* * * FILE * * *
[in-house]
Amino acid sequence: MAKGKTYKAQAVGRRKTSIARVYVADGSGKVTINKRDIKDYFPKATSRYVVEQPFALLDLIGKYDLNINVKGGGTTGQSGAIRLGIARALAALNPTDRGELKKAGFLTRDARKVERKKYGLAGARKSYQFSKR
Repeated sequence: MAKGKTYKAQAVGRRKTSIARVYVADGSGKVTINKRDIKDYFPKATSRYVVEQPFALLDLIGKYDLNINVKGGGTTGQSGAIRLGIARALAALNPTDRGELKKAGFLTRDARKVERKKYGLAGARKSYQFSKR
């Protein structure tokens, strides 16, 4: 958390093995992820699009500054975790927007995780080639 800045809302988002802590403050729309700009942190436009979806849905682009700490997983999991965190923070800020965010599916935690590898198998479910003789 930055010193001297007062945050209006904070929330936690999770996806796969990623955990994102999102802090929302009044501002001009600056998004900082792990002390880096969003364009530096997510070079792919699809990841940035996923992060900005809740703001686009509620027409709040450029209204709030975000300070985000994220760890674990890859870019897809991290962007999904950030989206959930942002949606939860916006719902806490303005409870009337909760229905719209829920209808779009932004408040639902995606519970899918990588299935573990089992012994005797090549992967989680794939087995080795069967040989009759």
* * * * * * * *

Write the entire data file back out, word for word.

[in-house]
Amino acid sequence: MAKGKTYKAQAVGRRKTSIARVYVADGSGKVTINKRDIKDYFPKATSRYVVEQPFALLDLIGKYDLNINVKGGGTTGQSGAIRLGIARALAALNPTDRGELKKAGFLTRDARKVERKKYGLAGARKSYQFSKR
Repeated sequence: MAKGKTYKAQAVGRRKTSIARVYVADGSGKVTINKRDIKDYFPKATSRYVVEQPFALLDLIGKYDLNINVKGGGTTGQSGAIRLGIARALAALNPTDRGELKKAGFLTRDARKVERKKYGLAGARKSYQFSKR
């Protein structure tokens, strides 16, 4: 958390093995992820699009500054975790927007995780080639 800045809302988002802590403050729309700009942190436009979806849905682009700490997983999991965190923070800020965010599916935690590898198998479910003789 930055010193001297007062945050209006904070929330936690999770996806796969990623955990994102999102802090929302009044501002001009600056998004900082792990002390880096969003364009530096997510070079792919699809990841940035996923992060900005809740703001686009509620027409709040450029209204709030975000300070985000994220760890674990890859870019897809991290962007999904950030989206959930942002949606939860916006719902806490303005409870009337909760229905719209829920209808779009932004408040639902995606519970899918990588299935573990089992012994005797090549992967989680794939087995080795069967040989009759």